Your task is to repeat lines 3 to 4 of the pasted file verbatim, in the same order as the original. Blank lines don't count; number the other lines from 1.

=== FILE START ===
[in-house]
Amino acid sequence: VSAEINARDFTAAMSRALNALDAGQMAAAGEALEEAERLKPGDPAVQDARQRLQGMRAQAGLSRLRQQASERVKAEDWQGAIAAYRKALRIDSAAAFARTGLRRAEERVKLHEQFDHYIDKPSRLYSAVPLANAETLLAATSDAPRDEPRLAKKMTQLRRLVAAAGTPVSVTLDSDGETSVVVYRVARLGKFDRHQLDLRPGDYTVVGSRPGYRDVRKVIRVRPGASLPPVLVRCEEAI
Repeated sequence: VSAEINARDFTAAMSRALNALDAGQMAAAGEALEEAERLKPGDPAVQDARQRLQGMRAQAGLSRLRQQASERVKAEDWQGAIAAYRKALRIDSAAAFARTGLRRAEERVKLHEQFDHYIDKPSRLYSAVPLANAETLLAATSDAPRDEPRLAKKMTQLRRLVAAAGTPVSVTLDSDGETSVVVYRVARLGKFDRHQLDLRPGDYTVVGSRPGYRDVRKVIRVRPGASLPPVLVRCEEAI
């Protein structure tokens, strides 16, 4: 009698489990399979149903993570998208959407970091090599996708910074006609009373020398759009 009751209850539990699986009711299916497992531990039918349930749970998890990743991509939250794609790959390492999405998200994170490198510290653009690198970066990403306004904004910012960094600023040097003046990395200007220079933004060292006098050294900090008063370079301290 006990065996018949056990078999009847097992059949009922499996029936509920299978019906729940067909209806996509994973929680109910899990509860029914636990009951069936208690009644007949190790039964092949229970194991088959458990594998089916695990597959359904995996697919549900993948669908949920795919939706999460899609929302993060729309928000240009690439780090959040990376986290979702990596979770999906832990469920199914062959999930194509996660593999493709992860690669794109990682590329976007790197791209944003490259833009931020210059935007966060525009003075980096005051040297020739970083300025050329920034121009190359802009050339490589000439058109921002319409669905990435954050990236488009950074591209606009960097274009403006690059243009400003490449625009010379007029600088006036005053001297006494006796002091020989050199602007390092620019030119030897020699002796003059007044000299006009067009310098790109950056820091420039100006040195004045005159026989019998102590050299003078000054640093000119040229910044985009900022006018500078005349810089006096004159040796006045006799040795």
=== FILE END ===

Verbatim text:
Repeated sequence: VSAEINARDFTAAMSRALNALDAGQMAAAGEALEEAERLKPGDPAVQDARQRLQGMRAQAGLSRLRQQASERVKAEDWQGAIAAYRKALRIDSAAAFARTGLRRAEERVKLHEQFDHYIDKPSRLYSAVPLANAETLLAATSDAPRDEPRLAKKMTQLRRLVAAAGTPVSVTLDSDGETSVVVYRVARLGKFDRHQLDLRPGDYTVVGSRPGYRDVRKVIRVRPGASLPPVLVRCEEAI
């Protein structure tokens, strides 16, 4: 009698489990399979149903993570998208959407970091090599996708910074006609009373020398759009 009751209850539990699986009711299916497992531990039918349930749970998890990743991509939250794609790959390492999405998200994170490198510290653009690198970066990403306004904004910012960094600023040097003046990395200007220079933004060292006098050294900090008063370079301290 006990065996018949056990078999009847097992059949009922499996029936509920299978019906729940067909209806996509994973929680109910899990509860029914636990009951069936208690009644007949190790039964092949229970194991088959458990594998089916695990597959359904995996697919549900993948669908949920795919939706999460899609929302993060729309928000240009690439780090959040990376986290979702990596979770999906832990469920199914062959999930194509996660593999493709992860690669794109990682590329976007790197791209944003490259833009931020210059935007966060525009003075980096005051040297020739970083300025050329920034121009190359802009050339490589000439058109921002319409669905990435954050990236488009950074591209606009960097274009403006690059243009400003490449625009010379007029600088006036005053001297006494006796002091020989050199602007390092620019030119030897020699002796003059007044000299006009067009310098790109950056820091420039100006040195004045005159026989019998102590050299003078000054640093000119040229910044985009900022006018500078005349810089006096004159040796006045006799040795």